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Olympics: Offer of North Korea-U.S. Talks Points to Winter Games Peace Dividend

North Korea may be willing to hold formal talks with the U.S., it emerged Sunday night in South Korea, during the closing ceremony of the Winter Olympic Games in Pyeongchang.

The announcement came after North Korean Gen. Kim Yong-chol met South Korean President Moon Jae-in ahead of the closing event. It is not clear whether the U.S. will agree. At the opening ceremony more than two weeks ago, U.S. Vice President Mike Pence declined the chance to meet the visiting North Korean political contingent.

Rumors suggested that politicians from North and South Korea, two nations still technically at war, have also agreed to further talks. If confirmed, that would amount to a real peace dividend, emerging from the recent “Olympic truce.”

The putting aside of individual tears, disappointments and political differences seemed to be a common theme. South Korean organizers put on another spectacular ceremony that mixed pomp, pride, medal presentations and an air of wintry fun.

As at the opening, North Korean politicians were once again in the audience. So too was Ivanka Trump, daughter of the U.S. president. And the two Koreas attended again as a united Team Korea.

Athletes marched into the stadium after a quick parade of flagbearers. It was still a national parade, and more so than at previous Games ceremonies, but the whole thing was more playful than the opening.

Jessie Diggins carried the flag for Team USA. The U.S. Olympic Committee may be set for some kind of internal inquiry after bringing its largest ever delegation but coming in fourth with 23 medals, including nine golds. That was far fewer than the 37 medals projected. Ahead of the ceremony, though, such thoughts were left on the sidelines.

“I look at it and I go, ‘OK, medals are one story, but if you look at the depth of everything that’s going on, and the number of people who are fourth and fifth place, and the commitment level and intensity of the athletes, you can’t ask for more than that,” USOC chief of performance Alan Ashley told international media.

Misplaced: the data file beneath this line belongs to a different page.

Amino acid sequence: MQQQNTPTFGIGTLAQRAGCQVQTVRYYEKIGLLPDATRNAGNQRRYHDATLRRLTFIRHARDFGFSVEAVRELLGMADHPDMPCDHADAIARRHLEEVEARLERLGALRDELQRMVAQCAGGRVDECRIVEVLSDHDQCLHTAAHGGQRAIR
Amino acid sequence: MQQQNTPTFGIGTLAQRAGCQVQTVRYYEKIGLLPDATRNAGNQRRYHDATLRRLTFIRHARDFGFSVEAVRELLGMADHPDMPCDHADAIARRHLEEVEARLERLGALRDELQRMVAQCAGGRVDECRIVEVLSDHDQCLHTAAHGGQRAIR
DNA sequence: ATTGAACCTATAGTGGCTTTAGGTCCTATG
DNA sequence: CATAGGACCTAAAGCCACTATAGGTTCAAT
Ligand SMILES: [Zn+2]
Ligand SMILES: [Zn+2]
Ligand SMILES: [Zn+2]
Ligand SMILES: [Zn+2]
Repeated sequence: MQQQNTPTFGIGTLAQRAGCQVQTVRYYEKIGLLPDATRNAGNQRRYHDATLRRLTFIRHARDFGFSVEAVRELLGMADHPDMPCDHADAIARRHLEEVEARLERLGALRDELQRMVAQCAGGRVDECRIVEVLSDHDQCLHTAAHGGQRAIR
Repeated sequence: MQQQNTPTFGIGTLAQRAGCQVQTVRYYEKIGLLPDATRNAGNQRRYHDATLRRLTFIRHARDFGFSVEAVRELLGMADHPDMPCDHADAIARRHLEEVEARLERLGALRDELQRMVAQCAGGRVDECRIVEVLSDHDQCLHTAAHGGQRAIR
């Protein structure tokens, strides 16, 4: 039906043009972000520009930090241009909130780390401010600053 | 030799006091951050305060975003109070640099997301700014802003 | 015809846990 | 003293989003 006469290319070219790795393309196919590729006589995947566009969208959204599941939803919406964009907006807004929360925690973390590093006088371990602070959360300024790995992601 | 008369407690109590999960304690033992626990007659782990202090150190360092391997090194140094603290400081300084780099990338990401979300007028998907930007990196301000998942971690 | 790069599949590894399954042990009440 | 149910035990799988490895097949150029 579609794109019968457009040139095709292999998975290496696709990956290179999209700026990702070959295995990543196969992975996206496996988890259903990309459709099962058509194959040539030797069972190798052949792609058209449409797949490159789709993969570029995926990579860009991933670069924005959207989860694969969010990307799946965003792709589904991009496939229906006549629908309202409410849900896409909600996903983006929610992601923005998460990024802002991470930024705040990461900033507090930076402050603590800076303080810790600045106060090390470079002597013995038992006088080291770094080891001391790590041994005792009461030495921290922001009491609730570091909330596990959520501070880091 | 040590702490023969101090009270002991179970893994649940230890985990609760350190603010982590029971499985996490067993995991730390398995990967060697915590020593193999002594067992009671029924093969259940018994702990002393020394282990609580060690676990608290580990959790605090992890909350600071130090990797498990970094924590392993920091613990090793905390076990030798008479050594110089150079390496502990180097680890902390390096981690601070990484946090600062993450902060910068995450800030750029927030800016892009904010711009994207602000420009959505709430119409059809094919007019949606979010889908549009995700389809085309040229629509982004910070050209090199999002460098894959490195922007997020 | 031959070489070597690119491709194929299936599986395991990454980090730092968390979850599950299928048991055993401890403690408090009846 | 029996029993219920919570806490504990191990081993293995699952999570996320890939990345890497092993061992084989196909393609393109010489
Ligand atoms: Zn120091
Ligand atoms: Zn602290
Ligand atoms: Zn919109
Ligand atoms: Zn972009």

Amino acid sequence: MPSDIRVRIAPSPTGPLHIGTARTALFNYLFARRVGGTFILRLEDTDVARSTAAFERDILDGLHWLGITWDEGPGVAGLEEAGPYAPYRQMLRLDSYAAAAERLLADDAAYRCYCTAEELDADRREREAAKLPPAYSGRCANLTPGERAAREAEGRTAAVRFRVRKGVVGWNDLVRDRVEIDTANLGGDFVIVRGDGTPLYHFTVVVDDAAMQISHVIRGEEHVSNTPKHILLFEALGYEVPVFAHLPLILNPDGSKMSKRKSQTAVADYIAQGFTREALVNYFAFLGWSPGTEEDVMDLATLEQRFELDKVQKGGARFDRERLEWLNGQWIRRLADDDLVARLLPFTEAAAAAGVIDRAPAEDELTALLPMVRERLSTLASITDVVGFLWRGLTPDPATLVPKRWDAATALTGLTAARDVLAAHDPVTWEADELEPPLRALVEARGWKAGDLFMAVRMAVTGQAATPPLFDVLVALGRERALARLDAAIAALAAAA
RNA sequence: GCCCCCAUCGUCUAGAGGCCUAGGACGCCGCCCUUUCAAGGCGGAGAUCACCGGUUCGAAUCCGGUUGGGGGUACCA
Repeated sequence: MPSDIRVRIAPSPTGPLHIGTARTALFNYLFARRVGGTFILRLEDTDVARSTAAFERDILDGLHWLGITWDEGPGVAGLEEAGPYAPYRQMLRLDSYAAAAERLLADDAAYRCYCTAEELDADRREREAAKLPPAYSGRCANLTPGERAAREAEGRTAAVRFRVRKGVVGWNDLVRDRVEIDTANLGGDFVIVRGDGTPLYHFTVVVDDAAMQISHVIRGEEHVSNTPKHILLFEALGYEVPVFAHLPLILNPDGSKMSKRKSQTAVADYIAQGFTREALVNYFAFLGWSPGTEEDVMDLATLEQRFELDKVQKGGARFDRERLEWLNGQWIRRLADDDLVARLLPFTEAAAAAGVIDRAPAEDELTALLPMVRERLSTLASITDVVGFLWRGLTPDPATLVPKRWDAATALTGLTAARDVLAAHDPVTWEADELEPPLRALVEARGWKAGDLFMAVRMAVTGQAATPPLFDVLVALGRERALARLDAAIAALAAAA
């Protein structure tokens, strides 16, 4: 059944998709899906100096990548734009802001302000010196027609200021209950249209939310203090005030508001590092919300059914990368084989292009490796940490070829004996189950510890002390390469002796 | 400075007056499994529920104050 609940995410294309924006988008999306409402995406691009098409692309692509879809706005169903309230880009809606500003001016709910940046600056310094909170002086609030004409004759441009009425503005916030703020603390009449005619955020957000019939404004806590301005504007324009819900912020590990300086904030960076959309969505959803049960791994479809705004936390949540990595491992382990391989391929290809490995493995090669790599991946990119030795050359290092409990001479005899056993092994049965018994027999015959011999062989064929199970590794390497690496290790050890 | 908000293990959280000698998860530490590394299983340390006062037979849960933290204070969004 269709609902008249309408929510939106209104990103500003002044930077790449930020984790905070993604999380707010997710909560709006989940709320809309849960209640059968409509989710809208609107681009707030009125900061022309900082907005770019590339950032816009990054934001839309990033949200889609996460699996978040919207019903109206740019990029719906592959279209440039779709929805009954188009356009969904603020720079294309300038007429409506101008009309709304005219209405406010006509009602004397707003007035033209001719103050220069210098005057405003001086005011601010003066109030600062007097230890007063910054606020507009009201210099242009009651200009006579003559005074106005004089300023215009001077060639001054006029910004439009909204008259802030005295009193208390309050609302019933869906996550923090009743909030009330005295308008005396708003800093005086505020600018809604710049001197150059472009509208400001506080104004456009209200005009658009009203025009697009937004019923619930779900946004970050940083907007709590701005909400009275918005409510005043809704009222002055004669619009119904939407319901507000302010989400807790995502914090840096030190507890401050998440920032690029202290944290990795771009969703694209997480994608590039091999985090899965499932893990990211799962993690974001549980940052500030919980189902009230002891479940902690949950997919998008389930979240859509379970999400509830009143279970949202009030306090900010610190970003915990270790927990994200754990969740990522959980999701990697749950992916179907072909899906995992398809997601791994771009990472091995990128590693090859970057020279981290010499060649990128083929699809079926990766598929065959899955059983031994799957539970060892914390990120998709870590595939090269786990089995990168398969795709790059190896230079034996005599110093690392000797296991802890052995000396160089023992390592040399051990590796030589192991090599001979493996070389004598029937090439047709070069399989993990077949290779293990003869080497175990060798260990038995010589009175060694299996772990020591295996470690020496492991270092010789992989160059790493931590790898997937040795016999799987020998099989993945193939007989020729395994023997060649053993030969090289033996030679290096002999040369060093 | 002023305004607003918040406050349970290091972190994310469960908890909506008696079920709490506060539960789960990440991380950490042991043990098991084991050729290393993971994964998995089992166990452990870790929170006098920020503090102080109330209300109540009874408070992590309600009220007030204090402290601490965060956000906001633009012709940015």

The medal table was topped by a remarkable Norwegian team, which earned 39 medals (14 gold, 14 silver and 11 bronze) followed by Germany. Norway’s Marit Bjoergen, 37, collected her eighth Olympic gold at one of two medal presentations included in the closing ceremony.

Nevertheless, the ceremony missed an opportunity to put right some of the wrongs of the 2014 games in Sochi, when dozens of Russians were awarded medals but were subsequently stripped of them for doping. The rightful winners were not acknowledged at the Pyeongchang closing ceremony.

Instead, the closing ceremony mashed up spectacular synchronized dance routines, digital technology and bombastic speeches. A squadron of drones was used to make clever and cute patterns in the night sky, including a friendly teddy bear.

Vivaldi’s “Winter” was rocked up and performed at pace on an electric guitar played by a 13-year-old girl, accompanied by an orchestra of traditional and modern instruments. Other music sequences mixed up Disney-like showtunes and Koreanized-Americana.

K-pop was, inevitably, on show. It was played over a video clip recalling several medal-winning performances. Later, female star CL, wearing a wintry bondage costume, tried to rouse the 35,000 spectators, who were still largely invisible behind a 360-degree LED system. Male K-pop supergroup EXO was one of the last acts to take to the stage. They played their hit tune “Power.”

International Olympic Committee President Thomas Bach made the traditional final call for the youth of the world to reassemble in Beijing in four years, for the 2022 Winter Games.

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